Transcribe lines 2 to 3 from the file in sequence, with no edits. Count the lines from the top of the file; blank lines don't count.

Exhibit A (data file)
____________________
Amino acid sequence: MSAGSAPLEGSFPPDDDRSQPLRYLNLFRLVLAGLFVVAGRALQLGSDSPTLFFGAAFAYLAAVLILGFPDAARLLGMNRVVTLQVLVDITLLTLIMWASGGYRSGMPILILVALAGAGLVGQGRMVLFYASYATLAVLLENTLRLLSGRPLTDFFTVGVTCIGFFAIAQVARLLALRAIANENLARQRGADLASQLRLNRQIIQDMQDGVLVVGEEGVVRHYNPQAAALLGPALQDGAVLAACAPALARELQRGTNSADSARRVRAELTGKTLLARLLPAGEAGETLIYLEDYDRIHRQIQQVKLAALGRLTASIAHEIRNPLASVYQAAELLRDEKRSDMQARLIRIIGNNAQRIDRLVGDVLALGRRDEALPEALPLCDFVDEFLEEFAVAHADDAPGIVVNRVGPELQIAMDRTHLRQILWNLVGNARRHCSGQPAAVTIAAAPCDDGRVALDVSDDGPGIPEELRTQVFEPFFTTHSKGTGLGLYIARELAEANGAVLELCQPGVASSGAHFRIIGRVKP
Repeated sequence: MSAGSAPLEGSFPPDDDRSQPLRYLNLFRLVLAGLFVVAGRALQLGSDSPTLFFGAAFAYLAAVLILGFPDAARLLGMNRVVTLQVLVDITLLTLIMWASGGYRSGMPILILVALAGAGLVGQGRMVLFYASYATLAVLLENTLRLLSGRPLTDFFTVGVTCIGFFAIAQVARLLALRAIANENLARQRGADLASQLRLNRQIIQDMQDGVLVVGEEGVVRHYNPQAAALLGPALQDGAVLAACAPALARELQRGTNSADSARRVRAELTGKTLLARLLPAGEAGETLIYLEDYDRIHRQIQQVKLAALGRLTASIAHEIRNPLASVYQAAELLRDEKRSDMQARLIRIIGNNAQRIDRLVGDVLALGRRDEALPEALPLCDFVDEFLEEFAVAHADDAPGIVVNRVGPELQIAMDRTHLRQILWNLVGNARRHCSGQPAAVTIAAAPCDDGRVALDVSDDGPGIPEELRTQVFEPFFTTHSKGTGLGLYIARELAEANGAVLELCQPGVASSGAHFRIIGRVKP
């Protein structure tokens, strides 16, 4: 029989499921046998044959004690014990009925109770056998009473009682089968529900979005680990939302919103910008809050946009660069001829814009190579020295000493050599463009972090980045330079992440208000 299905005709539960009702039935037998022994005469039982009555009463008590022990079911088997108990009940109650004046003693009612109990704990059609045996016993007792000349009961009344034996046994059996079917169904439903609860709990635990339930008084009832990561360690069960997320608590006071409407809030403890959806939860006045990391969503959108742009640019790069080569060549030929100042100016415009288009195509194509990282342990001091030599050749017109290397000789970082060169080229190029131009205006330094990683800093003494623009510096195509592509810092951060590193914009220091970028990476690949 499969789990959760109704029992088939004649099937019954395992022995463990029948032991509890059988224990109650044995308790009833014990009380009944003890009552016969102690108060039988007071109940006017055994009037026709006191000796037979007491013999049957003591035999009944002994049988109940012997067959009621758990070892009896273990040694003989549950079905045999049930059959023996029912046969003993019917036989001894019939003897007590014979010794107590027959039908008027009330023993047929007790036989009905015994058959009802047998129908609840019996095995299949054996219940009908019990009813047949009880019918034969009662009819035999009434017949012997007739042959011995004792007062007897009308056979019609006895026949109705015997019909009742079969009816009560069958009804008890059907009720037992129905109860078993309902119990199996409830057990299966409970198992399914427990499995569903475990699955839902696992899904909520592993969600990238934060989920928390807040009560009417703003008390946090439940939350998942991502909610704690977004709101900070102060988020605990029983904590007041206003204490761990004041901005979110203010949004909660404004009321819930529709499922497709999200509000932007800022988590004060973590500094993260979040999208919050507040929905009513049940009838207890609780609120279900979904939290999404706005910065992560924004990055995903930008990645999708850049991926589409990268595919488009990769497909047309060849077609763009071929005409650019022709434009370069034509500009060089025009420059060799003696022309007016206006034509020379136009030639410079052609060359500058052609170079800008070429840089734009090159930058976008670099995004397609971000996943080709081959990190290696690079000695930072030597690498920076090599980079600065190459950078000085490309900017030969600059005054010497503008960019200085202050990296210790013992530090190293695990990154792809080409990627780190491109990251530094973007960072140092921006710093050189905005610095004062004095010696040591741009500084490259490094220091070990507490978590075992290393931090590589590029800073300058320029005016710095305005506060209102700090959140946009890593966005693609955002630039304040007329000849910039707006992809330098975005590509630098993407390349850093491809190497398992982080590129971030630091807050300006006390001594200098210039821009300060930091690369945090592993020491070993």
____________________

Repeated sequence: MSAGSAPLEGSFPPDDDRSQPLRYLNLFRLVLAGLFVVAGRALQLGSDSPTLFFGAAFAYLAAVLILGFPDAARLLGMNRVVTLQVLVDITLLTLIMWASGGYRSGMPILILVALAGAGLVGQGRMVLFYASYATLAVLLENTLRLLSGRPLTDFFTVGVTCIGFFAIAQVARLLALRAIANENLARQRGADLASQLRLNRQIIQDMQDGVLVVGEEGVVRHYNPQAAALLGPALQDGAVLAACAPALARELQRGTNSADSARRVRAELTGKTLLARLLPAGEAGETLIYLEDYDRIHRQIQQVKLAALGRLTASIAHEIRNPLASVYQAAELLRDEKRSDMQARLIRIIGNNAQRIDRLVGDVLALGRRDEALPEALPLCDFVDEFLEEFAVAHADDAPGIVVNRVGPELQIAMDRTHLRQILWNLVGNARRHCSGQPAAVTIAAAPCDDGRVALDVSDDGPGIPEELRTQVFEPFFTTHSKGTGLGLYIARELAEANGAVLELCQPGVASSGAHFRIIGRVKP
């Protein structure tokens, strides 16, 4: 029989499921046998044959004690014990009925109770056998009473009682089968529900979005680990939302919103910008809050946009660069001829814009190579020295000493050599463009972090980045330079992440208000 299905005709539960009702039935037998022994005469039982009555009463008590022990079911088997108990009940109650004046003693009612109990704990059609045996016993007792000349009961009344034996046994059996079917169904439903609860709990635990339930008084009832990561360690069960997320608590006071409407809030403890959806939860006045990391969503959108742009640019790069080569060549030929100042100016415009288009195509194509990282342990001091030599050749017109290397000789970082060169080229190029131009205006330094990683800093003494623009510096195509592509810092951060590193914009220091970028990476690949 499969789990959760109704029992088939004649099937019954395992022995463990029948032991509890059988224990109650044995308790009833014990009380009944003890009552016969102690108060039988007071109940006017055994009037026709006191000796037979007491013999049957003591035999009944002994049988109940012997067959009621758990070892009896273990040694003989549950079905045999049930059959023996029912046969003993019917036989001894019939003897007590014979010794107590027959039908008027009330023993047929007790036989009905015994058959009802047998129908609840019996095995299949054996219940009908019990009813047949009880019918034969009662009819035999009434017949012997007739042959011995004792007062007897009308056979019609006895026949109705015997019909009742079969009816009560069958009804008890059907009720037992129905109860078993309902119990199996409830057990299966409970198992399914427990499995569903475990699955839902696992899904909520592993969600990238934060989920928390807040009560009417703003008390946090439940939350998942991502909610704690977004709101900070102060988020605990029983904590007041206003204490761990004041901005979110203010949004909660404004009321819930529709499922497709999200509000932007800022988590004060973590500094993260979040999208919050507040929905009513049940009838207890609780609120279900979904939290999404706005910065992560924004990055995903930008990645999708850049991926589409990268595919488009990769497909047309060849077609763009071929005409650019022709434009370069034509500009060089025009420059060799003696022309007016206006034509020379136009030639410079052609060359500058052609170079800008070429840089734009090159930058976008670099995004397609971000996943080709081959990190290696690079000695930072030597690498920076090599980079600065190459950078000085490309900017030969600059005054010497503008960019200085202050990296210790013992530090190293695990990154792809080409990627780190491109990251530094973007960072140092921006710093050189905005610095004062004095010696040591741009500084490259490094220091070990507490978590075992290393931090590589590029800073300058320029005016710095305005506060209102700090959140946009890593966005693609955002630039304040007329000849910039707006992809330098975005590509630098993407390349850093491809190497398992982080590129971030630091807050300006006390001594200098210039821009300060930091690369945090592993020491070993």